Shortly after being placed in solitary confinement, Czech consular officers were able to bring him a Bible.

“I didn’t have to do anything else but read the Bible all day. I could not read the Bible all day because I could only read when there was enough light, which was about 8 [a.m.] … until 4:30 p.m. I had to stand reading on the bars so that I could have enough light. I was so hungry for Scripture. I read from Genesis to Revelation within three weeks.”

Jasek noted that he gained a profound “new understanding of Scripture.”

He was eventually removed from solitary confinement and moved to a larger prison that can hold about 10,000 people.

“I went from solitary to a cell where there were like 100 people in one cell,” he explained. “We were squeezed. There were 75 beds. Only 75 could have a bed and 25 had to stay on the floor.”

Amazingly, guards at the new prison allowed him and two incarcerated Sudanese pastors to hold worship services.

“The first day I came to the chapel to spend time in Scripture with the Lord. They asked me to preach. I would preach once a week, sometimes twice a week,” Jasek said. “Of course, they were monitoring us and they were reporting what we were teaching about. There were two other pastors from Sudan and we knew that nothing worse could happen to us.”

Preaching in prison allowed Jasek and the other pastors to witness to “people that were hopeless.”

“They were real criminals — murderers, rapists, thieves, drug dealers. It was such a wonderful time,” Jasek said. “They responded to our teaching. We were just teaching the Gospel. It was so wonderful to see the changed life of those who dedicated their lives to Christ.”

vomjail

In February 2017, he was granted a presidential pardon and Sudanese President Umar al-Bashir ordered his immediate release. He returned to the Czech Republic on February 26, 2017.

During the time Jasek was interrogated by the jihadis in prison his wife was in a Bible study back home and the leader stopped the study to pray for the “situation that he is right now in.”

“They stopped reading and started to pray for the Lord’s presence over the situation,” Jasek said. “When I came home, I realized that was exactly the time when I was on my knees before the Islamists and they were beating me. But I was experiencing a supernatural peace.”

“I came for four days to Sudan. But I was there 445 days,” Jasek told VOM. “When you think about all the hardships and seeing what the Lord was able to do through us, then what else can we say but the Lord’s ways are much better than our ways.”

“We know from the words of apostle Paul that everyone who wants to live a godly life in Christ Jesus will be persecuted. I felt like I received my life back. I was first threatened to be sentenced to be executed. [Then] later on, life imprisonment. Then, my life was returned back to me. I told the Lord, ‘My life does not belong to me anymore. It belongs to the Lord.’”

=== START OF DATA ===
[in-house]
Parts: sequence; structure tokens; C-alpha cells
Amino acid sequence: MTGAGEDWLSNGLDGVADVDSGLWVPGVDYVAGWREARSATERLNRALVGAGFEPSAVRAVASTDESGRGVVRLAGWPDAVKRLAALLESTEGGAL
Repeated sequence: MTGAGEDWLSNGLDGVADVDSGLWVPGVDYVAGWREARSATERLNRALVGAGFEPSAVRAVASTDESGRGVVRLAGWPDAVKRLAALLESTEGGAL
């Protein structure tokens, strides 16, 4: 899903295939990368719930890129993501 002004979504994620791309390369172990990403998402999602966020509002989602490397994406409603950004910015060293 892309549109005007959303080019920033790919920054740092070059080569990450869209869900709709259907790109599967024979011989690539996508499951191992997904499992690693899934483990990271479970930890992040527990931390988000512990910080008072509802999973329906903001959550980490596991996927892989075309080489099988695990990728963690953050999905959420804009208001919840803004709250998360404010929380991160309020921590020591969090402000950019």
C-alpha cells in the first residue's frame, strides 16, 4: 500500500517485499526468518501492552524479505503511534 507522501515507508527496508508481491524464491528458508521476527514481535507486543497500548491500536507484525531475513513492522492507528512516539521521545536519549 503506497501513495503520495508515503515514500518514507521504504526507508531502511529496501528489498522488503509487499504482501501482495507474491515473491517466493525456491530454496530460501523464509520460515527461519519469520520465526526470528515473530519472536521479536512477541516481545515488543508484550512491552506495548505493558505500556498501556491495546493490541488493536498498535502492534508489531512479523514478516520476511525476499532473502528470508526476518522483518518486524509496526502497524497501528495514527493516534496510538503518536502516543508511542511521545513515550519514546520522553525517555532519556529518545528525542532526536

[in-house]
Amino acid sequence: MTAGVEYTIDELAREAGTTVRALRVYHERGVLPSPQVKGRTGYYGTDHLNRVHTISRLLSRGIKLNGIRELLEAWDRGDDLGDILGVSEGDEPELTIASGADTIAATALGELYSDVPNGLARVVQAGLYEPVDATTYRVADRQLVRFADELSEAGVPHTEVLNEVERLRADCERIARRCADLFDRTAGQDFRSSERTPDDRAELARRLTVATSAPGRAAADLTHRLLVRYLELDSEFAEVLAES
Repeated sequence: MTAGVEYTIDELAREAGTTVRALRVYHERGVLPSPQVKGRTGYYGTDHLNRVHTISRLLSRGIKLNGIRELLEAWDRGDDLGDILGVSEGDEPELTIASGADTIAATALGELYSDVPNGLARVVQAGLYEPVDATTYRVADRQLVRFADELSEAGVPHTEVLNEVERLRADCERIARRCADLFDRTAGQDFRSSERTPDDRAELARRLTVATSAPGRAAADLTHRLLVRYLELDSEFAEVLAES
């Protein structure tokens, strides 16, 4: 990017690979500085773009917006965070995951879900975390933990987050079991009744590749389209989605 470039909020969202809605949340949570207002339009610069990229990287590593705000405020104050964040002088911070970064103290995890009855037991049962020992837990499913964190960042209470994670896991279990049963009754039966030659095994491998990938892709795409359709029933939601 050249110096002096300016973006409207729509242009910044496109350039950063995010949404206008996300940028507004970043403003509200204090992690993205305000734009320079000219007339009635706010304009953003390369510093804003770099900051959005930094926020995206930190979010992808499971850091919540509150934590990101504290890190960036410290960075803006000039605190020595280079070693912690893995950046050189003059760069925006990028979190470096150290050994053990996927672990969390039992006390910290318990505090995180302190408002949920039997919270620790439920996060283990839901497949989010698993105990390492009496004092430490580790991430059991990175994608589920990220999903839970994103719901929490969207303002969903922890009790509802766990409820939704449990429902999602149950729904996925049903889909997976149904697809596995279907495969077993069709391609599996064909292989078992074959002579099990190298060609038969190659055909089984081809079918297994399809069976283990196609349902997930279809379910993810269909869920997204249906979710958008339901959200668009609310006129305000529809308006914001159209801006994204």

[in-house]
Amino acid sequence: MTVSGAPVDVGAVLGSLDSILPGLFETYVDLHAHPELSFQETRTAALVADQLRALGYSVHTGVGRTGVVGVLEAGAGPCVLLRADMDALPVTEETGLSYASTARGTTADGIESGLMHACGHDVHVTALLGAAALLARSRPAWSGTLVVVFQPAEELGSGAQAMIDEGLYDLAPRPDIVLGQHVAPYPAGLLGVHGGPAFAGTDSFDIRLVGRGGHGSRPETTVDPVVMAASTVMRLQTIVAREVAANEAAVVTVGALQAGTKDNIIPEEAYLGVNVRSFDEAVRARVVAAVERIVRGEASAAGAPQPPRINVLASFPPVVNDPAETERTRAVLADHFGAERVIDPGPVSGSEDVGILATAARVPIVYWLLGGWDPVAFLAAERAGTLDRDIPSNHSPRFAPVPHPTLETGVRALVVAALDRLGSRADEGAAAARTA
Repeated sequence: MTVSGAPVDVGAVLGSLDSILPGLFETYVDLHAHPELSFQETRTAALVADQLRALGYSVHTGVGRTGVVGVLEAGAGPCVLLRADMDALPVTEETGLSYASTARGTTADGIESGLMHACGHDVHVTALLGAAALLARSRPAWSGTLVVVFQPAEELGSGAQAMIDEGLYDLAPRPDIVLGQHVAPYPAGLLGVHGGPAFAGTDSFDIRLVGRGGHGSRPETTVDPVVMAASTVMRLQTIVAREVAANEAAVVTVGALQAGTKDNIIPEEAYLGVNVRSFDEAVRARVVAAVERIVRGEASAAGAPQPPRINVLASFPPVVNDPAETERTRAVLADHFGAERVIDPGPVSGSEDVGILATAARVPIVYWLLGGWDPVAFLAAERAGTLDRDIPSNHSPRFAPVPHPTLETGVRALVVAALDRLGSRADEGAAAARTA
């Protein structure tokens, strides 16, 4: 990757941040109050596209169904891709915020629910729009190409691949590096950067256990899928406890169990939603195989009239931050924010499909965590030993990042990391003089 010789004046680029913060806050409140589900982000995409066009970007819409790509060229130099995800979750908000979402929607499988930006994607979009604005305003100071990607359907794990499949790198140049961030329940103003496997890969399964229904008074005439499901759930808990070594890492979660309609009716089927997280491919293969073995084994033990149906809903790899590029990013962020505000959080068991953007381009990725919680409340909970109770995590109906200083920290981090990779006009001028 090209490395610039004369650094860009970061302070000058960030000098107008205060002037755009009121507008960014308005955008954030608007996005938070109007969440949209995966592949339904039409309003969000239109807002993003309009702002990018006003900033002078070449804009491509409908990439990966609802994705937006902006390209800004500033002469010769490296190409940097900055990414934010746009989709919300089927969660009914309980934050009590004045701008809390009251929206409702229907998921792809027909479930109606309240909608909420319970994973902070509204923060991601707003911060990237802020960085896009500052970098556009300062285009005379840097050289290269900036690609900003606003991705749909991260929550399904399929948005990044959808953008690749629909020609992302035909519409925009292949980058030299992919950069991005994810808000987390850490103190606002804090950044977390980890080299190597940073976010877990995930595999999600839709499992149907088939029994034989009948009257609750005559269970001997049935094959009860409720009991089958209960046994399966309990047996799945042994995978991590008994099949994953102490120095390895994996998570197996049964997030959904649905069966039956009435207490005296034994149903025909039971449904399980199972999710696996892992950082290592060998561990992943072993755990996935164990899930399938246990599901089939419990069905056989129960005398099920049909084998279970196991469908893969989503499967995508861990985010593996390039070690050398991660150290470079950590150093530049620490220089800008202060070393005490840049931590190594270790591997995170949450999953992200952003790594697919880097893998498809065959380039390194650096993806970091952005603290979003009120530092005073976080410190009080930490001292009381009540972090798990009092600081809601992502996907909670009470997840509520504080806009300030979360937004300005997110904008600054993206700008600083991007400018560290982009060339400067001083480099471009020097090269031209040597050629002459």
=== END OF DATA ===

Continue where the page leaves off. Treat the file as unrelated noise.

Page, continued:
To learn more about Voice of the Martyrs go here

Source: God Reports, April 11, 2018

See also

Argentina: The amazing transformation at Los Olmos prison

Prison Revival in Argentina

Christian missionary tortured in prison led 40 to Christ

Iran: How two women brought hope in Tehran’s brutal Evin Prison

Remember those in prison

Barnabas Fund www.barnabasfund.org
Voice of the Martyrs www.persecution.com.au
The Open Doors www.opendoors.org.au

This article is in Mission Blogs

See also The Spirit told us what to do – 2 teenage girls plant 30 churches.

GENERAL BLOGS INDEX 

BLOGS INDEX 1: REVIVALS (BRIEFER THAN REVIVALS INDEX)

BLOGS INDEX 2: MISSION (INTERNATIONAL STORIES)

BLOGS INDEX 3: MIRACLES (SUPERNATURAL EVENTS)

BLOGS INDEX 4: DEVOTIONAL (INCLUDING TESTIMONIES)

BLOGS INDEX 5: CHURCH (CHRISTIANITY IN ACTION)

BLOGS INDEX 6: CHAPTERS (BLOGS FROM BOOKS)

BLOGS INDEX 7: IMAGES (PHOTOS AND ALBUMS)

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Iran: Two Women brought Hope in Tehran’s brutal Evin Prison

Two women brought hope in Tehran’s brutal Evin Prison

May 22, 2013

* 20,000 New Testaments given
* House church for prostitutes
* 259 days in the notorious prison
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Iran: How two women brought hope in Tehran’s brutal Evin Prison

Maryam Rostampour and Marziyeh Amirizadeh knew they were putting their lives on the line. Born and raised as Muslims, both women grew unsatisfied with the teachings of the Koran and converted to Christianity after personal encounters with Jesus. Though Islamic laws in Iran forbade them from sharing their Christian beliefs, in three years they’d covertly put New Testaments into the hands of twenty thousand of their countrymen. They’d started two secret house churches, including one for prostitutes – many of them women who had been abandoned by their husbands and had no other way to support themselves and their children.
 

“We both had the same vision from God for evangelizing Iranian people by distributing Bibles. God showed me how Iran is like a land that needs seed. He told me, ‘I will raise and grow this.’ Maryam also had a dream about this, so we became sure it was God’s will,” explains Marziyeh. “We decided to cover all parts of Tehran. We usually went at night and distributed Bibles into mailboxes. Every day we went shopping or to restaurants and talked to people, often handing them a New Testament. We also started a house church for young people and another for prostitutes. All of this is illegal and dangerous because no one is allowed to talk about any religion except Islam. During this time, we could see God’s miracles every day. We have many stories of how God protected us.”